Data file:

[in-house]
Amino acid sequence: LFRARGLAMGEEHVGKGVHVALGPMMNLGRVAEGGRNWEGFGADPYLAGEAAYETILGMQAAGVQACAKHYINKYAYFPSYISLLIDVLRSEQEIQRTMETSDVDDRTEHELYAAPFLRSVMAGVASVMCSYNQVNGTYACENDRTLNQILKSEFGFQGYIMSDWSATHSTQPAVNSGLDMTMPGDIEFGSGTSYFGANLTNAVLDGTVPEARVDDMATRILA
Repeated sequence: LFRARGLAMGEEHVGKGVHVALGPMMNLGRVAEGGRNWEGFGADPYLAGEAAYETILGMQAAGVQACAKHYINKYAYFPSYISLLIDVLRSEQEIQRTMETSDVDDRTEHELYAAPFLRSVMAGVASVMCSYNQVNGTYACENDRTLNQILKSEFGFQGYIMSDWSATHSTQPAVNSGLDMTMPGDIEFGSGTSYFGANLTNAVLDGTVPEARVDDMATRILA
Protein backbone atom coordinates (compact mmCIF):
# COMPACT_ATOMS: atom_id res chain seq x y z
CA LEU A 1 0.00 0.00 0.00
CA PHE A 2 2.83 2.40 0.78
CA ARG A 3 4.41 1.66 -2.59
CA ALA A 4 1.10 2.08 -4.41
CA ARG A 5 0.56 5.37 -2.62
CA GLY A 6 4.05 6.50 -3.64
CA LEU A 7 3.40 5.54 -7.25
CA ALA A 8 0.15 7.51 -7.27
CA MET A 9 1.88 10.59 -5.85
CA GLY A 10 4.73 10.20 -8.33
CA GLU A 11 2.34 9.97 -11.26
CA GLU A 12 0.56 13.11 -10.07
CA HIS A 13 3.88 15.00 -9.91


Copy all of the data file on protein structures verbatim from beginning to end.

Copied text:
[in-house]
Amino acid sequence: LFRARGLAMGEEHVGKGVHVALGPMMNLGRVAEGGRNWEGFGADPYLAGEAAYETILGMQAAGVQACAKHYINKYAYFPSYISLLIDVLRSEQEIQRTMETSDVDDRTEHELYAAPFLRSVMAGVASVMCSYNQVNGTYACENDRTLNQILKSEFGFQGYIMSDWSATHSTQPAVNSGLDMTMPGDIEFGSGTSYFGANLTNAVLDGTVPEARVDDMATRILA
Repeated sequence: LFRARGLAMGEEHVGKGVHVALGPMMNLGRVAEGGRNWEGFGADPYLAGEAAYETILGMQAAGVQACAKHYINKYAYFPSYISLLIDVLRSEQEIQRTMETSDVDDRTEHELYAAPFLRSVMAGVASVMCSYNQVNGTYACENDRTLNQILKSEFGFQGYIMSDWSATHSTQPAVNSGLDMTMPGDIEFGSGTSYFGANLTNAVLDGTVPEARVDDMATRILA
Protein backbone atom coordinates (compact mmCIF):
# COMPACT_ATOMS: atom_id res chain seq x y z
CA LEU A 1 0.00 0.00 0.00
CA PHE A 2 2.83 2.40 0.78
CA ARG A 3 4.41 1.66 -2.59
CA ALA A 4 1.10 2.08 -4.41
CA ARG A 5 0.56 5.37 -2.62
CA GLY A 6 4.05 6.50 -3.64
CA LEU A 7 3.40 5.54 -7.25
CA ALA A 8 0.15 7.51 -7.27
CA MET A 9 1.88 10.59 -5.85
CA GLY A 10 4.73 10.20 -8.33
CA GLU A 11 2.34 9.97 -11.26
CA GLU A 12 0.56 13.11 -10.07
CA HIS A 13 3.88 15.00 -9.91